What I’d Go Back and Tell Myself The Day My Son Was Diagnosed

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This is a note written to my past self on the day my son, E, was diagnosed.

Faith, just listen.

Remember that first time your husband spun you around to change things up? Hold onto that…

It is OK to feel relief in having a prescription indicating your child has autism, or PDD-NOS! Now you can get the services everyone has denied your baby for six months. It’s OK that you feel only relief; tears don’t prove anything. Your tears were spent fighting, and that’s OK, too.

Don’t dwell on the anger or the feeble attempts of others to deny your sweet boy access to any services; it cannot help you. They didn’t do it to hurt him or you. They did it because few people know about or understand regressive autism. Few people have seen it first-hand.

Do get that second opinion because you need it and it will lead you to the best team E could possibly have and you will finally feel some peace. Do continue to be your proactive self — it will get you everything E needs. The specialists will want to be your son’s doctors, and you won’t understand it, I still don’t, but you will feel eternal gratitude.

Do get organized, but don’t allow yourself to feel so overwhelmed and terrified about timing. You will get E every service he needs in good time, regardless of your sense of urgency and panic.

Breathe — life will continue. You need to remember yourself, and you need to practice healing breath daily. It will save you a whole lot of anxiety.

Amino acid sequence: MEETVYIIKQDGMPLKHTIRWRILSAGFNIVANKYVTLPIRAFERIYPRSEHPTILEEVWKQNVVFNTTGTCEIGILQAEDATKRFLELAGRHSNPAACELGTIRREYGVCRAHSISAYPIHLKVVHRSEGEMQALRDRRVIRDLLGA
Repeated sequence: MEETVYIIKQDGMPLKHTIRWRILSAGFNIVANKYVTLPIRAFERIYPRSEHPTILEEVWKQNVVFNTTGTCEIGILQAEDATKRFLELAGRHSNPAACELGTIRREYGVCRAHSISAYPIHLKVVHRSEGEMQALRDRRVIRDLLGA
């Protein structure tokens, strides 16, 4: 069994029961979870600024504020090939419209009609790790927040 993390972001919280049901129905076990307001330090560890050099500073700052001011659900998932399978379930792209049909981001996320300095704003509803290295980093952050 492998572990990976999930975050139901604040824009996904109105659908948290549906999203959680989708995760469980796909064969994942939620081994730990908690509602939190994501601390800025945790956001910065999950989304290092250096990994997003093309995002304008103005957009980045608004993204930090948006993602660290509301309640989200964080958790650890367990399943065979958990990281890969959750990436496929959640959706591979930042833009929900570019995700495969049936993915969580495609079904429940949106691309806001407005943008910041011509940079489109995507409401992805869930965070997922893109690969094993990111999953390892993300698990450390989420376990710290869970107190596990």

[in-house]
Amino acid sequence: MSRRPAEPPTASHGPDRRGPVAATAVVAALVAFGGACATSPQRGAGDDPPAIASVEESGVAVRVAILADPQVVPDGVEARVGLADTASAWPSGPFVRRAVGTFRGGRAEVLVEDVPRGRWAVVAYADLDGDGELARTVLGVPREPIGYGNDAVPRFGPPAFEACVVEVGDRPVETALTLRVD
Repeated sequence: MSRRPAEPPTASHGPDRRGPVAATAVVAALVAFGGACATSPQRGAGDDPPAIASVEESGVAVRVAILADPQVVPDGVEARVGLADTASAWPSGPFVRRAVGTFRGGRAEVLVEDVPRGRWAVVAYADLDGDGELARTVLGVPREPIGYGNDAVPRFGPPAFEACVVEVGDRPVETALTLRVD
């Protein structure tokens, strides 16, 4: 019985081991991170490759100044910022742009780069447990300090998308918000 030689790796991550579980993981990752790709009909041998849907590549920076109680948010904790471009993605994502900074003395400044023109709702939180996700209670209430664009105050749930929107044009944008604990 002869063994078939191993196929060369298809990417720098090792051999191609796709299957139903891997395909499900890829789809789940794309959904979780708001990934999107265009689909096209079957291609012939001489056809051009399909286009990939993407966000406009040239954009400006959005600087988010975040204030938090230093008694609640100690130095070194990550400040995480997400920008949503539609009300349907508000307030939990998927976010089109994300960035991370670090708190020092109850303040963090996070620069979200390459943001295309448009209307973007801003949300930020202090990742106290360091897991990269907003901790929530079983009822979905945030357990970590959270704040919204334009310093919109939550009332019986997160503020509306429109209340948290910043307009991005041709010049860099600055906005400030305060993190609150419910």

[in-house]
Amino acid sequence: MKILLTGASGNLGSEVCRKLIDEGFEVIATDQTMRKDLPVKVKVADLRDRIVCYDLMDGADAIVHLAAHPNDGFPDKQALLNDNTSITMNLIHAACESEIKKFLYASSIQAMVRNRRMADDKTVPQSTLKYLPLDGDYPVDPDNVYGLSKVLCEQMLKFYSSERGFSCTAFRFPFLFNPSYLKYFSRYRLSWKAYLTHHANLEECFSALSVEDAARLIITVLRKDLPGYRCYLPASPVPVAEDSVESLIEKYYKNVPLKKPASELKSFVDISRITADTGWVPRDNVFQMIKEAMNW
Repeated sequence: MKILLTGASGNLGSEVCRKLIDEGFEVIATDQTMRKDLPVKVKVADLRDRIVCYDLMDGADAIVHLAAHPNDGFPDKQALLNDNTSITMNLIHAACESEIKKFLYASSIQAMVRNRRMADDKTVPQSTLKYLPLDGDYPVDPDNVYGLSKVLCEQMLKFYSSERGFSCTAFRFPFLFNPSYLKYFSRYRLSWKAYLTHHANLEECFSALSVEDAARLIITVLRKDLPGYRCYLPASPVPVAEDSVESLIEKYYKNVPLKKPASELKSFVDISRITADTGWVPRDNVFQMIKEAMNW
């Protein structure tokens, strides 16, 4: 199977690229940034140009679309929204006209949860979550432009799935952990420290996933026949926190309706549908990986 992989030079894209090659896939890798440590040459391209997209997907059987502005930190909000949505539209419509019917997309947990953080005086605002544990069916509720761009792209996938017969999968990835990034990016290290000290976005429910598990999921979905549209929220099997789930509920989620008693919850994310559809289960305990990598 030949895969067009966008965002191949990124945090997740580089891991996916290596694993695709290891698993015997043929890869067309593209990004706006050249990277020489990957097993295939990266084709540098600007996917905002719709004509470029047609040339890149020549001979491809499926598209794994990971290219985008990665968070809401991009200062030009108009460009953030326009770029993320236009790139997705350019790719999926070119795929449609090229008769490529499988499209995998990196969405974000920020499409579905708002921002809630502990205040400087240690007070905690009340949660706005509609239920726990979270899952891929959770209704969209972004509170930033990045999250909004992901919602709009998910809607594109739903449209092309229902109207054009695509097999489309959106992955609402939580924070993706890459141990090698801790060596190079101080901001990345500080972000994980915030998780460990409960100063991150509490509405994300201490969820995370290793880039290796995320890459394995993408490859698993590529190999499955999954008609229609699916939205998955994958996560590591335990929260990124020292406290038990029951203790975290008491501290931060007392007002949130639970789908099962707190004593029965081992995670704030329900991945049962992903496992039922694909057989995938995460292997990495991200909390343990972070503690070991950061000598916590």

Do not dwell on labels: PDD-NOS, autism, levels, DSM 5, SPD, ADHD… you will know so much more regardless of how little you sleep. Do read scientific data, but do also check the source. Don’t feel like you must read every single success and horror story relating to regression! Don’t think cure; think growth and believe in E.

Find your people — start that page, be open to those around you. You will find the most brilliantly supportive friends from all over the world and you will be incredibly grateful for having them by your side every single day. They’ll always there when you need them. You also have the support of loving family members; they will stand by you however they can as well. Do not be upset by distance.

Try not to go crazy with worry for further regression with every illness, with every tantrum. Try not to dwell on the timing of his regressions, for you are not to blame.

Stop blaming yourself! JUST STOP. It is foolishly unproductive and science has not discovered an official why yet, so blame helps nobody.

Your other two children will manage with less of you, and you will find more of yourself to give. They will learn compassion, understanding and acceptance long before their friends. They will love your son so much and they will want to help him. They will sometimes take tremendous pride when they learn they are helping him or making life easier for you. They will love and respect you differently.